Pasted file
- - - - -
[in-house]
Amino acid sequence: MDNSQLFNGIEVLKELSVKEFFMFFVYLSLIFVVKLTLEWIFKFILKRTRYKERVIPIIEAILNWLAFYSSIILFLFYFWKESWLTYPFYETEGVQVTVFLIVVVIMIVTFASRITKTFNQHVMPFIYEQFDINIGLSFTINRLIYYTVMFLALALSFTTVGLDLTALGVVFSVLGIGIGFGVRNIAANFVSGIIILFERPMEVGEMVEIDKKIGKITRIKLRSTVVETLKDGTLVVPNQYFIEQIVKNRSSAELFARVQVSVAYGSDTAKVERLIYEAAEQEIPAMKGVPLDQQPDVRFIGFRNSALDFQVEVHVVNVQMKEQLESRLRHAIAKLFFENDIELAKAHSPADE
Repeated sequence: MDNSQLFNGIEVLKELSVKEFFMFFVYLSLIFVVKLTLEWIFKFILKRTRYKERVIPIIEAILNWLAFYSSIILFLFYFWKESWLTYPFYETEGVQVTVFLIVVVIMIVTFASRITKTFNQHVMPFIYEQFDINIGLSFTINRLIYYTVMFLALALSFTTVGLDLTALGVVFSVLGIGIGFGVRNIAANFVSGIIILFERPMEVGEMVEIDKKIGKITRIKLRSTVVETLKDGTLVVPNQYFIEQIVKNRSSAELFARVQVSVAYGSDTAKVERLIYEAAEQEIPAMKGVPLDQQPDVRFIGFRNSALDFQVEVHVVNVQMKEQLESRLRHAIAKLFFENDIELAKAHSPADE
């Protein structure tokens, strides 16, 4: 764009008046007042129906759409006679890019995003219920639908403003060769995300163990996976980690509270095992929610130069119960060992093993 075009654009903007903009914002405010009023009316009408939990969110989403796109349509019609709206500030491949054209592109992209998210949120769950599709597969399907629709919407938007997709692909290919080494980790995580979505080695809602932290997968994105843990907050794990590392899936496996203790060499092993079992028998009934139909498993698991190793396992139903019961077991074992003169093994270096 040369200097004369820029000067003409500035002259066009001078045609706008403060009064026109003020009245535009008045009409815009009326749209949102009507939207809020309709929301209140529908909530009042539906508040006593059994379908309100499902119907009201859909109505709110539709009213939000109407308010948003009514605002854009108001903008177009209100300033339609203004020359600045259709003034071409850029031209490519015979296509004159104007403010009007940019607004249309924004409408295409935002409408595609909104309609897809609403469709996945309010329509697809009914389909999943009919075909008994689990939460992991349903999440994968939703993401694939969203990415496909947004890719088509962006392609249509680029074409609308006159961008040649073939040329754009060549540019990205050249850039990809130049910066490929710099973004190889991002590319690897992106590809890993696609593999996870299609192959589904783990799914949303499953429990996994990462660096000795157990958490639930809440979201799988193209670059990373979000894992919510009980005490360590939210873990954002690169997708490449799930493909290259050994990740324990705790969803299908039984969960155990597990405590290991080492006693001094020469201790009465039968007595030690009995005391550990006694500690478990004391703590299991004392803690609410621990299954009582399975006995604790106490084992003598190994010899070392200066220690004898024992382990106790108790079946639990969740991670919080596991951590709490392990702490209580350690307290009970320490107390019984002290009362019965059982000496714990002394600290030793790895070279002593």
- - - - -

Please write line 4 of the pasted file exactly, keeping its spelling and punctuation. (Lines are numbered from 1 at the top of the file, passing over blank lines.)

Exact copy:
């Protein structure tokens, strides 16, 4: 764009008046007042129906759409006679890019995003219920639908403003060769995300163990996976980690509270095992929610130069119960060992093993 075009654009903007903009914002405010009023009316009408939990969110989403796109349509019609709206500030491949054209592109992209998210949120769950599709597969399907629709919407938007997709692909290919080494980790995580979505080695809602932290997968994105843990907050794990590392899936496996203790060499092993079992028998009934139909498993698991190793396992139903019961077991074992003169093994270096 040369200097004369820029000067003409500035002259066009001078045609706008403060009064026109003020009245535009008045009409815009009326749209949102009507939207809020309709929301209140529908909530009042539906508040006593059994379908309100499902119907009201859909109505709110539709009213939000109407308010948003009514605002854009108001903008177009209100300033339609203004020359600045259709003034071409850029031209490519015979296509004159104007403010009007940019607004249309924004409408295409935002409408595609909104309609897809609403469709996945309010329509697809009914389909999943009919075909008994689990939460992991349903999440994968939703993401694939969203990415496909947004890719088509962006392609249509680029074409609308006159961008040649073939040329754009060549540019990205050249850039990809130049910066490929710099973004190889991002590319690897992106590809890993696609593999996870299609192959589904783990799914949303499953429990996994990462660096000795157990958490639930809440979201799988193209670059990373979000894992919510009980005490360590939210873990954002690169997708490449799930493909290259050994990740324990705790969803299908039984969960155990597990405590290991080492006693001094020469201790009465039968007595030690009995005391550990006694500690478990004391703590299991004392803690609410621990299954009582399975006995604790106490084992003598190994010899070392200066220690004898024992382990106790108790079946639990969740991670919080596991951590709490392990702490209580350690307290009970320490107390019984002290009362019965059982000496714990002394600290030793790895070279002593």